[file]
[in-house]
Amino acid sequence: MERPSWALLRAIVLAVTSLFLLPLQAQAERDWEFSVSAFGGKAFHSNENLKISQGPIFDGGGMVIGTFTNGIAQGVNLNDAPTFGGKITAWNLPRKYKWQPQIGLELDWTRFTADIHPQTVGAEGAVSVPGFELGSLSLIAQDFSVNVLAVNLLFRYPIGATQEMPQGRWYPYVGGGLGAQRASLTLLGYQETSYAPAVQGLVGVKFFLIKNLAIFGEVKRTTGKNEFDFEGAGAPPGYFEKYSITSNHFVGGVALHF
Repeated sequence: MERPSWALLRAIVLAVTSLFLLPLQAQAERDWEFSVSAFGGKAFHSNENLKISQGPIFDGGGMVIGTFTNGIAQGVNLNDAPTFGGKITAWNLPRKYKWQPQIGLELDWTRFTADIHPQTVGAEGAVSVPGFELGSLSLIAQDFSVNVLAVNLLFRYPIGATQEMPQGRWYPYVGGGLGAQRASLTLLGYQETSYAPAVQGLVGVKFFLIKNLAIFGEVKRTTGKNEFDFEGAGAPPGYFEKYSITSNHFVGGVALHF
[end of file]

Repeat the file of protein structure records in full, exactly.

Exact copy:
[in-house]
Amino acid sequence: MERPSWALLRAIVLAVTSLFLLPLQAQAERDWEFSVSAFGGKAFHSNENLKISQGPIFDGGGMVIGTFTNGIAQGVNLNDAPTFGGKITAWNLPRKYKWQPQIGLELDWTRFTADIHPQTVGAEGAVSVPGFELGSLSLIAQDFSVNVLAVNLLFRYPIGATQEMPQGRWYPYVGGGLGAQRASLTLLGYQETSYAPAVQGLVGVKFFLIKNLAIFGEVKRTTGKNEFDFEGAGAPPGYFEKYSITSNHFVGGVALHF
Repeated sequence: MERPSWALLRAIVLAVTSLFLLPLQAQAERDWEFSVSAFGGKAFHSNENLKISQGPIFDGGGMVIGTFTNGIAQGVNLNDAPTFGGKITAWNLPRKYKWQPQIGLELDWTRFTADIHPQTVGAEGAVSVPGFELGSLSLIAQDFSVNVLAVNLLFRYPIGATQEMPQGRWYPYVGGGLGAQRASLTLLGYQETSYAPAVQGLVGVKFFLIKNLAIFGEVKRTTGKNEFDFEGAGAPPGYFEKYSITSNHFVGGVALHF